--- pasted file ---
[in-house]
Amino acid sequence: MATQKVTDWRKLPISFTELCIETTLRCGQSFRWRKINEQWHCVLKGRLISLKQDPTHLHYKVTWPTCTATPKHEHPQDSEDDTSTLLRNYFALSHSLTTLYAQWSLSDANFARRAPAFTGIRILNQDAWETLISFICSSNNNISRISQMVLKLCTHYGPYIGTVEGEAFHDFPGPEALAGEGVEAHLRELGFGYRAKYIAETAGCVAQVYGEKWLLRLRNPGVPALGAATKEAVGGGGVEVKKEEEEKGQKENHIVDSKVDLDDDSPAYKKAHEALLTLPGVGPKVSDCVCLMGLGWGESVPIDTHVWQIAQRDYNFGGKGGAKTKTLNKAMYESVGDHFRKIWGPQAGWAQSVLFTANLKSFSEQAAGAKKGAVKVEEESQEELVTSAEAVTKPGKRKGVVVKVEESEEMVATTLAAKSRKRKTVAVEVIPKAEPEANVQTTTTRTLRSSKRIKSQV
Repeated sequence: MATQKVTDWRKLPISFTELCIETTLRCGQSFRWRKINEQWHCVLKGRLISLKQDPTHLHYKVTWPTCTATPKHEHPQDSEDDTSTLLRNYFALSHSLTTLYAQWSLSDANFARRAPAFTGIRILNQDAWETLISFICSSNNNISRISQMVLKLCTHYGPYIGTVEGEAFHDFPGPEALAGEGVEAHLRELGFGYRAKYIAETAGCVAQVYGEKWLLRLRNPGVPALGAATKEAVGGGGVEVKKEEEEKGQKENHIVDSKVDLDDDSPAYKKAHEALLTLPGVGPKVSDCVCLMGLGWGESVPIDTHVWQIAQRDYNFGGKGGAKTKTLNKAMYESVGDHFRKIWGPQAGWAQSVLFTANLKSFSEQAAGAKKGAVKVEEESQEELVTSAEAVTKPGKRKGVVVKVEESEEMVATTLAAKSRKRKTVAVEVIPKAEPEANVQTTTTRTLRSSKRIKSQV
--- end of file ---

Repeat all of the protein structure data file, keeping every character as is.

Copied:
[in-house]
Amino acid sequence: MATQKVTDWRKLPISFTELCIETTLRCGQSFRWRKINEQWHCVLKGRLISLKQDPTHLHYKVTWPTCTATPKHEHPQDSEDDTSTLLRNYFALSHSLTTLYAQWSLSDANFARRAPAFTGIRILNQDAWETLISFICSSNNNISRISQMVLKLCTHYGPYIGTVEGEAFHDFPGPEALAGEGVEAHLRELGFGYRAKYIAETAGCVAQVYGEKWLLRLRNPGVPALGAATKEAVGGGGVEVKKEEEEKGQKENHIVDSKVDLDDDSPAYKKAHEALLTLPGVGPKVSDCVCLMGLGWGESVPIDTHVWQIAQRDYNFGGKGGAKTKTLNKAMYESVGDHFRKIWGPQAGWAQSVLFTANLKSFSEQAAGAKKGAVKVEEESQEELVTSAEAVTKPGKRKGVVVKVEESEEMVATTLAAKSRKRKTVAVEVIPKAEPEANVQTTTTRTLRSSKRIKSQV
Repeated sequence: MATQKVTDWRKLPISFTELCIETTLRCGQSFRWRKINEQWHCVLKGRLISLKQDPTHLHYKVTWPTCTATPKHEHPQDSEDDTSTLLRNYFALSHSLTTLYAQWSLSDANFARRAPAFTGIRILNQDAWETLISFICSSNNNISRISQMVLKLCTHYGPYIGTVEGEAFHDFPGPEALAGEGVEAHLRELGFGYRAKYIAETAGCVAQVYGEKWLLRLRNPGVPALGAATKEAVGGGGVEVKKEEEEKGQKENHIVDSKVDLDDDSPAYKKAHEALLTLPGVGPKVSDCVCLMGLGWGESVPIDTHVWQIAQRDYNFGGKGGAKTKTLNKAMYESVGDHFRKIWGPQAGWAQSVLFTANLKSFSEQAAGAKKGAVKVEEESQEELVTSAEAVTKPGKRKGVVVKVEESEEMVATTLAAKSRKRKTVAVEVIPKAEPEANVQTTTTRTLRSSKRIKSQV